Log in

This is the Timbers Army blog, where members can submit blog posts. 

<< First  < Prev   1   2   3   4   5   ...   Next >  Last >> 
  • 03/18/2024 9:11 AM | Jennifer Ingraham (Administrator)

    by Bruce Eaton and Shawn Levy

    The U.S. Open Cup is a vital piece of soccer’s history in this country. It’s been around since 1913, when it debuted as the National Challenge Cup, and it is the oldest ongoing national title in American soccer — the nearest thing we have to the FA Cup, the Copa del Rey, the Coppa Italia, and other such venerated championships. 

    The Open Cup is a true open cup — every team, from a Sunday league 11 to the highest professional squad, is eligible to play in it. Because of that small-d democratic nature, it has long been a way for small soccer communities to make their presence known on a national stage. When there was no nationwide soccer league in this country, the Cup kept the game alive. When immigrants from places with long soccer histories came to America, the Cup was their doorway into meaningful competition in the world’s game. The ragtag history of American soccer and the American story is deeply ingrained in the Cup. How can you not love a championship that’s been won by the likes of Macabee Los Angeles, Brooklyn Hispano, Philadelphia Ukrainians, San Francisco Italian Athletic Club, and Shawsheen Indians, not to mention Bethlehem Steel?

    Since the mid-’90s, the Cup has been won almost always by an MLS side (the old NASL never took part in the tournament — and look what happened to it!). And since 2001, a summertime cup run has been a part of being a Portland Timbers fan — and often provided the most memorable highlights of some dismal seasons.

    Until now, that is.

    The poobahs of MLS have decided to put only eight of the league’s teams in the tournament. The Portland Timbers are not included. 

    That sucks. 

    And here’s why.

    WE were once one of those little teams for which an Open Cup run was a (potential) ticket to the big time. WE were the minnows. And, quite often, a Cup run was our only chance to win anything in the long hot summer of a minor league season.

    During the Timbers’ USL/A-League era, the U.S Open Cup matches were a highlight of the year’s escapades at PGE Park. 

    In 2004, a growing, boisterous, and artistic Timbers Army mocked Landon Donovan as his San Jose Earthquakes dominated the Timbers 3-0 in front of a crowd of 10,000-plus. Timbers centerback Gavin Wilkinson, in familiar form, received a red card in the seventeenth minute. (GW Out indeed! Rumor has it that he stole a pint from a table in the old beer garden on his way to the dressing room: Typical.) Nevertheless, the match was a very early indication to the soccer world that Portland fans were wildly dedicated to the boys in green. Despite the beating, the north end noise never dwindled, even impressing Donovan, who said afterward, “I don’t know many teams that, when you go down two or three nothing, the fans are still cheering like that.” From that point on, people knew that something special was going on in Portland.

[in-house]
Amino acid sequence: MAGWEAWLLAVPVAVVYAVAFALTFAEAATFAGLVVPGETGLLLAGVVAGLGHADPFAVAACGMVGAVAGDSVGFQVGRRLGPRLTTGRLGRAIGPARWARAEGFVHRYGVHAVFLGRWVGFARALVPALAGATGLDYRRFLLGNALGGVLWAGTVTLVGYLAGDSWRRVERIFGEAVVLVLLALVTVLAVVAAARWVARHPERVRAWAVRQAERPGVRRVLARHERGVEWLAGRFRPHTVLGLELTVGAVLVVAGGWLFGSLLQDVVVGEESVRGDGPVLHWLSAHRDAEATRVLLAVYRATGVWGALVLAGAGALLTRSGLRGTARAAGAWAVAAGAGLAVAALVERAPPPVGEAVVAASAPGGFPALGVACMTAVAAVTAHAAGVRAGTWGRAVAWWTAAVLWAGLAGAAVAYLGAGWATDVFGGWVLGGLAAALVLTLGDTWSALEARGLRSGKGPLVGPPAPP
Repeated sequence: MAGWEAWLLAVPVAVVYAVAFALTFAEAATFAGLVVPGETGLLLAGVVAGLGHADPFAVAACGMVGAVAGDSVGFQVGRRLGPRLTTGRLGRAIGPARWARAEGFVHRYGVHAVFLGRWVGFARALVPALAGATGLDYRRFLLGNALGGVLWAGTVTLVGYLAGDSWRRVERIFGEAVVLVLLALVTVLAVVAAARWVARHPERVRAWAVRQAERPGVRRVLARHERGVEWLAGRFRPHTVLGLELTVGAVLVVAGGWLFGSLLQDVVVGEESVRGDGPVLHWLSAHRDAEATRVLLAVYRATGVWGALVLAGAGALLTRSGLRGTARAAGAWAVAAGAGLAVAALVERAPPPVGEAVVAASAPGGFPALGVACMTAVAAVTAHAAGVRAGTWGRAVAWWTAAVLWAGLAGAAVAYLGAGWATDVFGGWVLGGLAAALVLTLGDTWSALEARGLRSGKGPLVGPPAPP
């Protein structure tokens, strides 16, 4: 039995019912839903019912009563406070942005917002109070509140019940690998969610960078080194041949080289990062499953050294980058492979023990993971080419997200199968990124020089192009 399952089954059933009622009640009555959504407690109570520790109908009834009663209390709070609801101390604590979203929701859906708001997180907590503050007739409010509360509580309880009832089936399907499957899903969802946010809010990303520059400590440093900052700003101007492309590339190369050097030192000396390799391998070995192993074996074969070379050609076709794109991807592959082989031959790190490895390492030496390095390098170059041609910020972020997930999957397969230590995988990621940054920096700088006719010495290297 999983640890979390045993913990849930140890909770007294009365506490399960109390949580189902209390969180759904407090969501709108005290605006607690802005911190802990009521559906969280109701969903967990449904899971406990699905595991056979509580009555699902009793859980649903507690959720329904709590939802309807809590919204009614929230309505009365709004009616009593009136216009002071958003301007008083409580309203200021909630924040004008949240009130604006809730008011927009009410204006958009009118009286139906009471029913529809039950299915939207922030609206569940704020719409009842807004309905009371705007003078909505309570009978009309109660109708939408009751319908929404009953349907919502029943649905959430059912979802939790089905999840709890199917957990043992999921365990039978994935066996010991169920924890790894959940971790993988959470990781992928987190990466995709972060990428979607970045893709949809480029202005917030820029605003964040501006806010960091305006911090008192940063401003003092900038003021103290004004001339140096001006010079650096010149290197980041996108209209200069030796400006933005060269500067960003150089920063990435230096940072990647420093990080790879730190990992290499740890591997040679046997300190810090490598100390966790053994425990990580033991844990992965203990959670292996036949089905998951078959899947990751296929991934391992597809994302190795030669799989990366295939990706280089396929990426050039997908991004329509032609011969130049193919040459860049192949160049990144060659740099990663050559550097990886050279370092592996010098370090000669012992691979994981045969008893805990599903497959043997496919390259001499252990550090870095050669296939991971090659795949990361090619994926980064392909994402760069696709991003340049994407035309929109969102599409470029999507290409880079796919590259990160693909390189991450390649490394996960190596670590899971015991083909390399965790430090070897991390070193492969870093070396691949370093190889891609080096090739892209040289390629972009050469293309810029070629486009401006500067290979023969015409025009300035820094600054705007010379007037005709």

A few years later, Portland fans had a taste of infamy, when a semipro USASA team, Hollywood United, upset the Timbers 3-2. It was kind of sickening to see a pretty good USL team lose at home to such a low-level opponent, regardless of the number of ex-pros on their roster and Hollywood B-list stars in their ownership ranks. But such embarrassment is part of the appeal of Cup: You can never take a minnow for granted.

    That lesson was etched permanently into Timbers history in 2012 with the infamous 1-0 loss in extra time to Eric Wynalda’s Cal FC, another amateur roster of former MLS and USL players put together solely to make a run at the Cup. They did, at our expense. A missed Kris Boyd penalty kick that knocked over beers in section 108. A bloodied captain Jack Jewsbury. Curses from the capo stand (Ah, Pong!). And, after the fact, added drama with Wynalda accusing Merritt Paulson of failing to fulfill a promised revenue share with his team, the first spark of a social media feud that still burns today. (Ah, Olde Twitter!)

    These stories illustrate the wonderful concept of the underdog in the Open Cup. It’s what elimination tournaments thrive on: The opportunity. The chance to show what you’ve got, who you are, and who’s with you for the ride.

    We had some glorious moments in the Cup, too. An Open Cup match against Seattle in 2009 inspired our first big tifo — Timber Jim cutting town the Space Needle. And there was the unforgettable Red Card Wedding in 2015: The epic meltdown when Seattle ended the match defeated 3-1, with seven men on the pitch, no head coach on the bench, a humiliated and disgraced Clint Dempsey, and a bill for the referee’s shredded notebook.

    These stories illustrate why the tournament resonates. It’s all right there, in front of you, as it happens. There’s only another game if you get through this one. It creates moments. It creates memories. It is filled with traps for big teams and David-vs.-Goliath chances for little ones. The regular season of MLS doesn’t have that. The league is built to favor brand-name stars in big cities, not to grow the game at the grassroots. And MLS prefers its own jury-rigged tournaments to the one that can truly show the rest of the world that American soccer is and always has been for real.